Purefoy History, Family Crest & Coats of Arms

The ancient history of the name Purefoy began soon after 1066 when the Norman Conquest of England occurred. It was a name given to a man of true faith. The name was originally derived from the Old French pure-foy, meaning one who was staunch and true.

Early Origins of the Purefoy family

The surname Purefoy was first found in Leicestershire where they held a family seat from very early times and were granted lands by Duke William of Normandy, their liege Lord, for their distinguished assistance at the Battle of Hastings in 1066 A.D.

Early History of the Purefoy family

This web page shows only a small excerpt of our Purefoy research. Another 63 words (4 lines of text) covering the years 1580, 1659, 1649, 1617, 1627, 1628, 1631 and 1557 are included under the topic Early Purefoy History in all our PDF Extended History products and printed products wherever possible.

Purefoy Spelling Variations

It is only in the last few hundred years that the English language has been standardized. For that reason, Anglo-Norman surnames like Purefoy are characterized by many spelling variations. Scribes and monks in the Middle Ages spelled names they sounded, so it is common to find several variations that refer to a single person. As the English language changed and incorporated elements of other European languages such as Norman French and Latin, even literate people regularly changed the spelling of their names. The variations of the name Purefoy include Purefoy, Purefield, Purefree, Purefrey, Purfrey, Purfry and many more.

Early Notables of the Purefoy family (pre 1700)

Outstanding amongst the family at this time was William Purefoy (c.1580-1659) who was appointed to the High Court of Justice that tried and condemned King Charles I in 1649. He was eldest son of Francis Purefoy (d. 1617), and was elected Member of Parliament for Coventry (1627-1628) and Sheriff of Warwickshire in 1631. He joined in the...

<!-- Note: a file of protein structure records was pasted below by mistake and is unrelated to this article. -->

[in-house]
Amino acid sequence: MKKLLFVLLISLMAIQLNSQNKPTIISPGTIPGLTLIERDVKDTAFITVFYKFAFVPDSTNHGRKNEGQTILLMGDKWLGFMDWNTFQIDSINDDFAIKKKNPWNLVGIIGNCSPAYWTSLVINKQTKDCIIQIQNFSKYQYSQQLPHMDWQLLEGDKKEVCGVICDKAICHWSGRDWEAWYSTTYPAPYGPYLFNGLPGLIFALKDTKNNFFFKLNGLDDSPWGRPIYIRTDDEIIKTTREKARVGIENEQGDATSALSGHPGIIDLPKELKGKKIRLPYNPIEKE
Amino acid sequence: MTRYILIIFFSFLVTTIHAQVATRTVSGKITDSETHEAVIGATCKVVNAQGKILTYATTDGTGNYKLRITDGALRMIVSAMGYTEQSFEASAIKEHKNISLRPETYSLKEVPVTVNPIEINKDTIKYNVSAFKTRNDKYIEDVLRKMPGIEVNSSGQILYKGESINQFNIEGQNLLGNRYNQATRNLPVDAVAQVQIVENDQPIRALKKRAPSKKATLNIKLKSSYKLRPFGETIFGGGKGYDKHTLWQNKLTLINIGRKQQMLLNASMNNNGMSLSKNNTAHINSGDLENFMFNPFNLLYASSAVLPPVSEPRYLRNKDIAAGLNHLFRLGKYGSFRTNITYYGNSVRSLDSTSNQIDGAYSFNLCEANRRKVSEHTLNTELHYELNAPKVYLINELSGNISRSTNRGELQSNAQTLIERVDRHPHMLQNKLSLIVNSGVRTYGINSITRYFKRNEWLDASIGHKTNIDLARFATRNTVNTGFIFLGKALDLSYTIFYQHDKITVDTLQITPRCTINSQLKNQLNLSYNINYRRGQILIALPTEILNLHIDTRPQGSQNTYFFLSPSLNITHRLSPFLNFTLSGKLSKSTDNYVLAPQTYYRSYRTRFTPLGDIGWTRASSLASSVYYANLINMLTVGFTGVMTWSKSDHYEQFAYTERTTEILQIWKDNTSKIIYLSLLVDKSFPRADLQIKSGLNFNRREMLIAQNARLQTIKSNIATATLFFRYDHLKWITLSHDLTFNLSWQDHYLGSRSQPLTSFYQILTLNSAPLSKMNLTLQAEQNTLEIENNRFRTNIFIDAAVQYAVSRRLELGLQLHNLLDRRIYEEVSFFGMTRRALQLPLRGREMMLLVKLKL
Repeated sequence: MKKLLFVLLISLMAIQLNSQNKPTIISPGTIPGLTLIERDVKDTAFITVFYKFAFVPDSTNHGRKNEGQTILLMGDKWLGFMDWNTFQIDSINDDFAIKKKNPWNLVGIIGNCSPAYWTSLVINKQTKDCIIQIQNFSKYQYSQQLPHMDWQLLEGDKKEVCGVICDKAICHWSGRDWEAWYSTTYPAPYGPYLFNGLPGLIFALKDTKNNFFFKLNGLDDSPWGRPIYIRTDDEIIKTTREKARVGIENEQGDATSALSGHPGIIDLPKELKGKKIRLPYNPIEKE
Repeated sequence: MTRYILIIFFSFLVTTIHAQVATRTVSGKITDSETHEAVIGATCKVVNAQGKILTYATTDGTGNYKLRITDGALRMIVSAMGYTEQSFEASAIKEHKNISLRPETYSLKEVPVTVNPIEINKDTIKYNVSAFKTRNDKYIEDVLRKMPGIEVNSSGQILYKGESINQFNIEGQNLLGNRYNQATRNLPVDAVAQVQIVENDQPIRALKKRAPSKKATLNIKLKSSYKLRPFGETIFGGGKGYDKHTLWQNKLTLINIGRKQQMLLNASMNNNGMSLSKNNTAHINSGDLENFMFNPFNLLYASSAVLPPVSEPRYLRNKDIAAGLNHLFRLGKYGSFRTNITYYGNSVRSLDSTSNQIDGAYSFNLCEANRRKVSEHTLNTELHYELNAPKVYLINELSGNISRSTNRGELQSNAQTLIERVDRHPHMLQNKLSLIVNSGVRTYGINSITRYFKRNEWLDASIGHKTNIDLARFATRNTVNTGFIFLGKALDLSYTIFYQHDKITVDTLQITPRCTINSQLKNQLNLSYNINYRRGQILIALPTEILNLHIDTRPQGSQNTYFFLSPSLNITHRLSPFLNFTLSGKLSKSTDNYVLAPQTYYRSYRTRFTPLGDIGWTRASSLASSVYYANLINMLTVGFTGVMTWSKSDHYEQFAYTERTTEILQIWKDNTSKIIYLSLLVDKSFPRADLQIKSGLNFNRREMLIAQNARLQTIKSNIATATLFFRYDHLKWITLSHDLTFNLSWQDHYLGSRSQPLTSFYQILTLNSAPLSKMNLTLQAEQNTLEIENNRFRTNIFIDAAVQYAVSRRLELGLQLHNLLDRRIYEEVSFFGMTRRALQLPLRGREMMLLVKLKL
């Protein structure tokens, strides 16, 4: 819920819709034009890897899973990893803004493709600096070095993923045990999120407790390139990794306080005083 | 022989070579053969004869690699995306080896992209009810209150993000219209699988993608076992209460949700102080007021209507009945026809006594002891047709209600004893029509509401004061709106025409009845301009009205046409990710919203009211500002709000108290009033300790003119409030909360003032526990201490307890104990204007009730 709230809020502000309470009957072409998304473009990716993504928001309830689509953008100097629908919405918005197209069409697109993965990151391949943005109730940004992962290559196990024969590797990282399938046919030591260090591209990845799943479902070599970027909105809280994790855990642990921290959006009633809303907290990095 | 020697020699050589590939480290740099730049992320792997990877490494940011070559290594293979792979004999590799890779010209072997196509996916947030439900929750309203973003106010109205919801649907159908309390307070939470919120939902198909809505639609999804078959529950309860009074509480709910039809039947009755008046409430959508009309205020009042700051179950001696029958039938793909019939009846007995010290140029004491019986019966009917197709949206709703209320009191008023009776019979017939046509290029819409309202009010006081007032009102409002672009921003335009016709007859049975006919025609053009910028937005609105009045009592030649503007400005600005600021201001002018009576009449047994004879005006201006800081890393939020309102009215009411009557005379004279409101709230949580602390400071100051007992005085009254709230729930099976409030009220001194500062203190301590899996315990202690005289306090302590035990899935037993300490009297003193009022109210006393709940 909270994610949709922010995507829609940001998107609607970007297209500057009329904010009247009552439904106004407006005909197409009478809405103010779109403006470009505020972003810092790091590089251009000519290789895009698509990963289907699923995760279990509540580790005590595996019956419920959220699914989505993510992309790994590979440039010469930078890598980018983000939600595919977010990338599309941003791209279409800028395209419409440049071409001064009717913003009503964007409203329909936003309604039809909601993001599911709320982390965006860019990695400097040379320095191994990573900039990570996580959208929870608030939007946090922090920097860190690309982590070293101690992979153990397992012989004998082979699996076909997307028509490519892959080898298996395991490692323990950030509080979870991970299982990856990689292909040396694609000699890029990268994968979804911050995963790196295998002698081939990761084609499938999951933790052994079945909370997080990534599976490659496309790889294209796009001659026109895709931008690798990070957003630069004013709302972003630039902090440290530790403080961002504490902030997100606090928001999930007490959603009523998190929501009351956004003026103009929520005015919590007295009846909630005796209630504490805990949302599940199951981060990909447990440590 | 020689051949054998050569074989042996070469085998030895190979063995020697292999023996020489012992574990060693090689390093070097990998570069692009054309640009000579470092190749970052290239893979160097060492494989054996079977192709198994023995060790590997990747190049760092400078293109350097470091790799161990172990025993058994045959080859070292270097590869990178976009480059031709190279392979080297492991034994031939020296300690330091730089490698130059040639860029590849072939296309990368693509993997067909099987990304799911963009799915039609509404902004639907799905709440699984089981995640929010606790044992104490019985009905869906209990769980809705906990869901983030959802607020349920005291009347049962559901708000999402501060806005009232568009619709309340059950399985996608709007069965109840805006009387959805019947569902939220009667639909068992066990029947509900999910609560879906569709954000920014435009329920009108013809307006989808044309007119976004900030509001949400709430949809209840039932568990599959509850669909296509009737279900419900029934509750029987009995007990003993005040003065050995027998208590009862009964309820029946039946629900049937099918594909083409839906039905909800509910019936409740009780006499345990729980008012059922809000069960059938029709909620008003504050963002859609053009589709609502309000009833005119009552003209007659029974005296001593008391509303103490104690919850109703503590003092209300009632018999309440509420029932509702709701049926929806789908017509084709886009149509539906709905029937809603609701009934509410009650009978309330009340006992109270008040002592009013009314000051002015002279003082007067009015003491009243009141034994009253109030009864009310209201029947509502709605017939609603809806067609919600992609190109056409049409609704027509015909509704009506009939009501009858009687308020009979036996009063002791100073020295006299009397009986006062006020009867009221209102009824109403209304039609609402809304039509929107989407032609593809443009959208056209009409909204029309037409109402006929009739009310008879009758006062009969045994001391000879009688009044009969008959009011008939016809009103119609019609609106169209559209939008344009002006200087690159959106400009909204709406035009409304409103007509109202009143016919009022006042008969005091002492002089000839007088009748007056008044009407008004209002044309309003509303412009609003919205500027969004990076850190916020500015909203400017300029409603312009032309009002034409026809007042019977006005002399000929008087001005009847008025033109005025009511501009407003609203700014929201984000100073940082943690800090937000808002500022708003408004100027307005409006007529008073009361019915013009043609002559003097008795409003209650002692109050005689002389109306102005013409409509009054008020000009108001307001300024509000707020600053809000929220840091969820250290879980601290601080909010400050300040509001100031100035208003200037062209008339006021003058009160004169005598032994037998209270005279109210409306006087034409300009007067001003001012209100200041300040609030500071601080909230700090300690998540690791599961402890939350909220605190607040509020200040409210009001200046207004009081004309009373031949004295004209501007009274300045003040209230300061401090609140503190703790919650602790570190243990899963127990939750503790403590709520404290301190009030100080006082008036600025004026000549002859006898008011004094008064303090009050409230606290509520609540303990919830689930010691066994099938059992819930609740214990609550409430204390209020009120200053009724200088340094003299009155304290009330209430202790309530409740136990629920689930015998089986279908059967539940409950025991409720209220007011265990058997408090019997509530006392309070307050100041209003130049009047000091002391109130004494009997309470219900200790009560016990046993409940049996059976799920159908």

Another 57 words (4 lines of text) are included under the topic Early Purefoy Notables in all our PDF Extended History products and printed products wherever possible.

Ireland Migration of the Purefoy family to Ireland

Some of the Purefoy family moved to Ireland, but this topic is not covered in this excerpt. More information about their life in Ireland is included in all our PDF Extended History products and printed products wherever possible.


United States Purefoy migration to the United States +

Faced with the chaos present in England at that time, many English families looked towards the open frontiers of the New World with its opportunities to escape oppression and starvation. People migrated to North America, as well as Australia and Ireland in droves, paying exorbitant rates for passages in cramped, unsafe ships. Many of the settlers did not make the long passage alive, but those who did see the shores of North America were welcomed with great opportunity. Many of the families that came from England went on to make essential contributions to the emerging nations of Canada and the United States. Some of the first immigrants to cross the Atlantic and come to North America carried the name Purefoy, or a variant listed above:

Purefoy Settlers in United States in the 17th Century